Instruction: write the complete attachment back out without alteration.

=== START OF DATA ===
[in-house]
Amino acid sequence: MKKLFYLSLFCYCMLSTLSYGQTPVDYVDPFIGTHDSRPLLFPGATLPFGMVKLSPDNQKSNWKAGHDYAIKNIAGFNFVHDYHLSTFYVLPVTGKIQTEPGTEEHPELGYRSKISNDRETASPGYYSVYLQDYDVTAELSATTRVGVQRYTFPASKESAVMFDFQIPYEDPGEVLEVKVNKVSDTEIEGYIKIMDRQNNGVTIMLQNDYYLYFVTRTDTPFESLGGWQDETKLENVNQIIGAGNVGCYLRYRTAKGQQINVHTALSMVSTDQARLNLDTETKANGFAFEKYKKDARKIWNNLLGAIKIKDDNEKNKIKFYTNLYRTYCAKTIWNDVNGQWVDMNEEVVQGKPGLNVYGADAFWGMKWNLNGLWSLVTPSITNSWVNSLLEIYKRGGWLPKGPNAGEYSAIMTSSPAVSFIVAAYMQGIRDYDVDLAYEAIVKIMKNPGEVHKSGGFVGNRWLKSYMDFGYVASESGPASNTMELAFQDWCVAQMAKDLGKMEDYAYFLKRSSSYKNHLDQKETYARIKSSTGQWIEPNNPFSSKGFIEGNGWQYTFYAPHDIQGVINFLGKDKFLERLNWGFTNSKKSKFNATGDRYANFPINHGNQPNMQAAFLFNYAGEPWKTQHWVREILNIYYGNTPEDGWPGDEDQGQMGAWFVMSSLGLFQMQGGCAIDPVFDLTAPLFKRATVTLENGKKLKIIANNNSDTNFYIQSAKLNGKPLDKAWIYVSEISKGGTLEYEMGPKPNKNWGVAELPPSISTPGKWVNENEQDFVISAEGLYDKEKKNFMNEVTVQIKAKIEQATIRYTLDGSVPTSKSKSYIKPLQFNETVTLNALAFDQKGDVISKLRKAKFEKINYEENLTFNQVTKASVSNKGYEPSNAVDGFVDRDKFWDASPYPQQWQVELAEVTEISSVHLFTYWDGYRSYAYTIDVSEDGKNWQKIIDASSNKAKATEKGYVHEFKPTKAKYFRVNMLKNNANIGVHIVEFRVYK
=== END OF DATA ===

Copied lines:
[in-house]
Amino acid sequence: MKKLFYLSLFCYCMLSTLSYGQTPVDYVDPFIGTHDSRPLLFPGATLPFGMVKLSPDNQKSNWKAGHDYAIKNIAGFNFVHDYHLSTFYVLPVTGKIQTEPGTEEHPELGYRSKISNDRETASPGYYSVYLQDYDVTAELSATTRVGVQRYTFPASKESAVMFDFQIPYEDPGEVLEVKVNKVSDTEIEGYIKIMDRQNNGVTIMLQNDYYLYFVTRTDTPFESLGGWQDETKLENVNQIIGAGNVGCYLRYRTAKGQQINVHTALSMVSTDQARLNLDTETKANGFAFEKYKKDARKIWNNLLGAIKIKDDNEKNKIKFYTNLYRTYCAKTIWNDVNGQWVDMNEEVVQGKPGLNVYGADAFWGMKWNLNGLWSLVTPSITNSWVNSLLEIYKRGGWLPKGPNAGEYSAIMTSSPAVSFIVAAYMQGIRDYDVDLAYEAIVKIMKNPGEVHKSGGFVGNRWLKSYMDFGYVASESGPASNTMELAFQDWCVAQMAKDLGKMEDYAYFLKRSSSYKNHLDQKETYARIKSSTGQWIEPNNPFSSKGFIEGNGWQYTFYAPHDIQGVINFLGKDKFLERLNWGFTNSKKSKFNATGDRYANFPINHGNQPNMQAAFLFNYAGEPWKTQHWVREILNIYYGNTPEDGWPGDEDQGQMGAWFVMSSLGLFQMQGGCAIDPVFDLTAPLFKRATVTLENGKKLKIIANNNSDTNFYIQSAKLNGKPLDKAWIYVSEISKGGTLEYEMGPKPNKNWGVAELPPSISTPGKWVNENEQDFVISAEGLYDKEKKNFMNEVTVQIKAKIEQATIRYTLDGSVPTSKSKSYIKPLQFNETVTLNALAFDQKGDVISKLRKAKFEKINYEENLTFNQVTKASVSNKGYEPSNAVDGFVDRDKFWDASPYPQQWQVELAEVTEISSVHLFTYWDGYRSYAYTIDVSEDGKNWQKIIDASSNKAKATEKGYVHEFKPTKAKYFRVNMLKNNANIGVHIVEFRVYK